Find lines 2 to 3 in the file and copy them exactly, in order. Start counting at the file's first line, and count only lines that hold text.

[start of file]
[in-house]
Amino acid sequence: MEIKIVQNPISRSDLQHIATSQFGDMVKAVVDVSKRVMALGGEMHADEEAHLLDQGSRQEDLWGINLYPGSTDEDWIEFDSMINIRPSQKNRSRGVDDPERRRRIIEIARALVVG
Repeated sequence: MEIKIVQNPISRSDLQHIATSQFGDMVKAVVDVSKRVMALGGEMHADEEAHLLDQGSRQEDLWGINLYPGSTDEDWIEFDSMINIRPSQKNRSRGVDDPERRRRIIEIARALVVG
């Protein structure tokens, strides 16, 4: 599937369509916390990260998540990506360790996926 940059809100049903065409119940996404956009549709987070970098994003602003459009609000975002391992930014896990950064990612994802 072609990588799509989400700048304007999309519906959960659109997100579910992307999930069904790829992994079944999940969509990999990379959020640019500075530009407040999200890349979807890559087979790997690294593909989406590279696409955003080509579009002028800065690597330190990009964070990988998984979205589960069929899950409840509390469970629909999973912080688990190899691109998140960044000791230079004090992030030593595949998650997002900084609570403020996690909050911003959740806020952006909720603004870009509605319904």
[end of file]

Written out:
Amino acid sequence: MEIKIVQNPISRSDLQHIATSQFGDMVKAVVDVSKRVMALGGEMHADEEAHLLDQGSRQEDLWGINLYPGSTDEDWIEFDSMINIRPSQKNRSRGVDDPERRRRIIEIARALVVG
Repeated sequence: MEIKIVQNPISRSDLQHIATSQFGDMVKAVVDVSKRVMALGGEMHADEEAHLLDQGSRQEDLWGINLYPGSTDEDWIEFDSMINIRPSQKNRSRGVDDPERRRRIIEIARALVVG